Welcome! Pull up a seat and enjoy a chat with Today’s Tease Jacob Lassiter
Your Name or Pen Name you use: Jacob Lassiter
Title of the book you are promoting: By The Blood Of The Crescent Moon
Link to purchase your Book: amazon.com or at www.jacoblassiter.com
Genre: Fiction, Murder Mystery, Social Justice.
Welcome ….I, LH have some questions for you 😉
LH: I wanted to be a ballerina, race car driver and a private detective when I was little. What did you want to be when you grew up?
JL: I always wanted to be a writer, although I got sidetracked for more years than I care to remember. I ended up spending most of my life in Third World locations working with people suffering from diseases such as AIDS and leprosy. I’d do it all over again, but if I could have added an occasional side job I think I would have enjoyed bring a commercial pilot.
LH: I didn’t really have a literary influence, I just decided one day to start writing. Who influenced you in your writing career?
JL: Daniel Silva is my biggest influence, but I started writing after listening to a month-long daily program on a PBS station where a book by John Grisham (Playing For Pizza) was read over the air. I was struck by what I thought was as uninspired story and a host of unlikable characters. I found myself thinking “I can write at least that good.” Five years later here I am, hopefully doing just that ( and maybe a little better).
LH: I self published all of my books and was then “discovered” by a publisher. Are you an Indie or published author?
JL: I was fortunate to get some advice from James Patterson who told me that he was turned down 29 straight times by agents and publishers. On his advice I went the Indie route.
LH: As an Indie Author, I was hesitant about being with a publishing company. If you are an Indie author, would you like to be published by a traditional publisher and if so, why or why not?
JL: Absolutely, I think any writer would like to see his/her work in a traditionally published format. To be able to hold something in your hands that you sweated blood over, and to be able to see others read and enjoy that work has to be extremely satisfying.
LH: This is easy for me…I’d invite Johnny Depp and I would not discuss movies! Who would you invite to dinner, living or dead, and what one topic would you NOT discuss with them?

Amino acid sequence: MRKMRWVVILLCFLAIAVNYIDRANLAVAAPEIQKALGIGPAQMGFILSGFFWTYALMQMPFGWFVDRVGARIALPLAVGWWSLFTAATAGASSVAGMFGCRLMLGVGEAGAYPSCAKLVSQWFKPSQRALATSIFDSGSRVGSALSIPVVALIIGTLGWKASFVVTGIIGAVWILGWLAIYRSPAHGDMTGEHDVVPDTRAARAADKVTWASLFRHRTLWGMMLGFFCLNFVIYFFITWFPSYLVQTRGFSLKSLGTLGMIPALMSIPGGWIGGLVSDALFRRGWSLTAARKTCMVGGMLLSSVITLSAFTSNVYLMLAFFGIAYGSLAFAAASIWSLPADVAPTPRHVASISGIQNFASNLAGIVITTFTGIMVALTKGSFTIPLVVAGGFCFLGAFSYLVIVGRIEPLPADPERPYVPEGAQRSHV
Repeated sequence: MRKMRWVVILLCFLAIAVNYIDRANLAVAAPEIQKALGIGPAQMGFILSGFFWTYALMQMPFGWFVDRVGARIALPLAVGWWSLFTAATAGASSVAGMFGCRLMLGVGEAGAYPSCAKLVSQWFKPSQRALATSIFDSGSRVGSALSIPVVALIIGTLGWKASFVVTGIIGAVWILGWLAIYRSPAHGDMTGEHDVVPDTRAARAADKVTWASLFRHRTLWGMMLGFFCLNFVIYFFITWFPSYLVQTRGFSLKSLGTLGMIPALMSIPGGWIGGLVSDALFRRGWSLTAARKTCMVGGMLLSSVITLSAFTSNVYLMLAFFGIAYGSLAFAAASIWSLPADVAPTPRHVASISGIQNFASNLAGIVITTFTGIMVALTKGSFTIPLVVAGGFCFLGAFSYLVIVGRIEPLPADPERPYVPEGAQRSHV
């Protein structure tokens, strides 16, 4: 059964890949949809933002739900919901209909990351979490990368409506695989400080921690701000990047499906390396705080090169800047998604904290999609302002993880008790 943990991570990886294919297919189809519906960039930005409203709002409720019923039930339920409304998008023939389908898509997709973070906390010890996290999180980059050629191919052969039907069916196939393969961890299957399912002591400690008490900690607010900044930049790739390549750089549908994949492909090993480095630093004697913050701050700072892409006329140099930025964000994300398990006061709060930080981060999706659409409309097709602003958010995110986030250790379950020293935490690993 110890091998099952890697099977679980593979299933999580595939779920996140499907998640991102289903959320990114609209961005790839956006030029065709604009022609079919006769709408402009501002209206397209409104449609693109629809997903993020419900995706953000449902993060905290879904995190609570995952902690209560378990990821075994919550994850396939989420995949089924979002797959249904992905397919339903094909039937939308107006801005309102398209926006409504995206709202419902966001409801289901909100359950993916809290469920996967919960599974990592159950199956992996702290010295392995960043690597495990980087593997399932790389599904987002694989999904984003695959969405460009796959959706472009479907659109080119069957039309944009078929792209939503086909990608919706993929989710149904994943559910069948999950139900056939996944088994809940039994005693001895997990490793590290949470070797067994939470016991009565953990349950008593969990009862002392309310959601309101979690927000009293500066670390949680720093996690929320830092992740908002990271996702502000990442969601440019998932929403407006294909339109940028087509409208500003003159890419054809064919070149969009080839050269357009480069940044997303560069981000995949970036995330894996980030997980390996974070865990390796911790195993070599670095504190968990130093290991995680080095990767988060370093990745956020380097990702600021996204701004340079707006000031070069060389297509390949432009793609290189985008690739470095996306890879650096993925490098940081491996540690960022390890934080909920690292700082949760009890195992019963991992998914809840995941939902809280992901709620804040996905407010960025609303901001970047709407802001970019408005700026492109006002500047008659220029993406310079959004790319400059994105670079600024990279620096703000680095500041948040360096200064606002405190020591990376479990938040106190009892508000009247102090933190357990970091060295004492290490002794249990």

JL: President Obama, and we’d talk golf–no politics.
LH: I personally think that there is way too much sex and violence everywhere in society these days and it’s everywhere but that Hollywood is one of the biggest contributors. Do you think that society as a whole is subjected to too much sex and violence and are you concerned about it? Ever feel conflicted and if so, why?
JL: I remember movies back in the 70’s having to include 5 minutes of gratuitous sex that had nothing to do with the storyline, but was inserted in the film to boost ratings. The “law of diminishing return” (more stimulus today than was required yesterday just to achieve the same level of response as yesterday) has left our culture struggling for balance and meaning in regard to sex and violence. I do feel conflicted, especially in the wake of tragedies like Aurora, CO and Sandy Hook Elementary School.
LH: I’m a huge softy and by no means a beauty queen… lol but, I truly would want world peace in the blink of an eye if I could make it happen…If you could change one thing in the world, in the blink of an eye, what would it be?
JL: Hunger and homelessness. I want everyone to have a full stomach and a place to call their own.
LH: With the traditional bookstore becoming obsolete and everyone turning to buying books online, I don’t buy the hype that “the cover is everything”. How important do you think book covers are now that almost all shopping is done online?
JL: I think the cover is important in that it is usually the first part of the book a readers sees. I put a lot of thought in my covers and have them professionally painted by an artist in Dahlonega, Ga. whose passions run as deep as mine.
LH: I can remember wanting to write as a kid. I got a really late start! Have you always wanted to write and when did you start?
JL: Yep. Always wanted to be a writer, but as mentioned above I got a later start than I would have preferred. The main thing is to make the main thing the main thing, so better late than not at all, right? For me now the main thing is to write.
LH: I love to see if I can see myself in a character. What interests you most about a story?
JL: I like a story that entertains, but makes a compelling point or teaches an important lesson that I can use long after the book is finished. I’ve spent my life trying to help people somehow envision a dream and have better lives. I hope my books will do the same with my readers.
LH: For me, I just get hit with this whole movie in my head and start writing. How do you come up with your stories?
JL: I always know what the ending is going to be and I work backwards. My trademark is the totally unexpected ending, so I put a lot of time and effort into the writing to make sure the reader is not disappointed. In regard to the plot, I am always thinking and trying to formulate unique ideas. Grisham’s book (Playing For Pizza) haunts me–I never want anything I write to ever be so bad that it inspires someone to write who thinks they can do better. (And if that does happen, I hope I never hear about it.)